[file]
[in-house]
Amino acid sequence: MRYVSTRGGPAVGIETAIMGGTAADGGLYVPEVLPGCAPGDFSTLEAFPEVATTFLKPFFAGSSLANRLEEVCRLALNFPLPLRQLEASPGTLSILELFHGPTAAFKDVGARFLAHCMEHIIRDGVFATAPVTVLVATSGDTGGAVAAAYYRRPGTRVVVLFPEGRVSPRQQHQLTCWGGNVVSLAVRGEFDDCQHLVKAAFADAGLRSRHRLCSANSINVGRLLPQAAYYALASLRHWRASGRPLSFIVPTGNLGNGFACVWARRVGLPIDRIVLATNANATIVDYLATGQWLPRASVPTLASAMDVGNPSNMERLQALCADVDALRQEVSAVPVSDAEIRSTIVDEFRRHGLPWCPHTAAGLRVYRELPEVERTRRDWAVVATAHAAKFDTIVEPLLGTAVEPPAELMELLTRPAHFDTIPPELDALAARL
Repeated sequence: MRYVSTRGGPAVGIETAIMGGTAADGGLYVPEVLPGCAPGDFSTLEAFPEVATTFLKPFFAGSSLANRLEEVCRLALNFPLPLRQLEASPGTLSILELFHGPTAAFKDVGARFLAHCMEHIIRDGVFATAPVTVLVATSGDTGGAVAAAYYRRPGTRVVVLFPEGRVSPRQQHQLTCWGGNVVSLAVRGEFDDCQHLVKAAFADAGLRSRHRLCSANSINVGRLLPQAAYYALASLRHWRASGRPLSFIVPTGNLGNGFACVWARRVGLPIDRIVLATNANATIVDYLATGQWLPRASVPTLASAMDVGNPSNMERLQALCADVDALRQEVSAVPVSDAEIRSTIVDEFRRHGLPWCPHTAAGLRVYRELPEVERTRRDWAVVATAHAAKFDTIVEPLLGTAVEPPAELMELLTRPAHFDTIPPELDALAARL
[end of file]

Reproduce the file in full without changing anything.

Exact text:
[in-house]
Amino acid sequence: MRYVSTRGGPAVGIETAIMGGTAADGGLYVPEVLPGCAPGDFSTLEAFPEVATTFLKPFFAGSSLANRLEEVCRLALNFPLPLRQLEASPGTLSILELFHGPTAAFKDVGARFLAHCMEHIIRDGVFATAPVTVLVATSGDTGGAVAAAYYRRPGTRVVVLFPEGRVSPRQQHQLTCWGGNVVSLAVRGEFDDCQHLVKAAFADAGLRSRHRLCSANSINVGRLLPQAAYYALASLRHWRASGRPLSFIVPTGNLGNGFACVWARRVGLPIDRIVLATNANATIVDYLATGQWLPRASVPTLASAMDVGNPSNMERLQALCADVDALRQEVSAVPVSDAEIRSTIVDEFRRHGLPWCPHTAAGLRVYRELPEVERTRRDWAVVATAHAAKFDTIVEPLLGTAVEPPAELMELLTRPAHFDTIPPELDALAARL
Repeated sequence: MRYVSTRGGPAVGIETAIMGGTAADGGLYVPEVLPGCAPGDFSTLEAFPEVATTFLKPFFAGSSLANRLEEVCRLALNFPLPLRQLEASPGTLSILELFHGPTAAFKDVGARFLAHCMEHIIRDGVFATAPVTVLVATSGDTGGAVAAAYYRRPGTRVVVLFPEGRVSPRQQHQLTCWGGNVVSLAVRGEFDDCQHLVKAAFADAGLRSRHRLCSANSINVGRLLPQAAYYALASLRHWRASGRPLSFIVPTGNLGNGFACVWARRVGLPIDRIVLATNANATIVDYLATGQWLPRASVPTLASAMDVGNPSNMERLQALCADVDALRQEVSAVPVSDAEIRSTIVDEFRRHGLPWCPHTAAGLRVYRELPEVERTRRDWAVVATAHAAKFDTIVEPLLGTAVEPPAELMELLTRPAHFDTIPPELDALAARL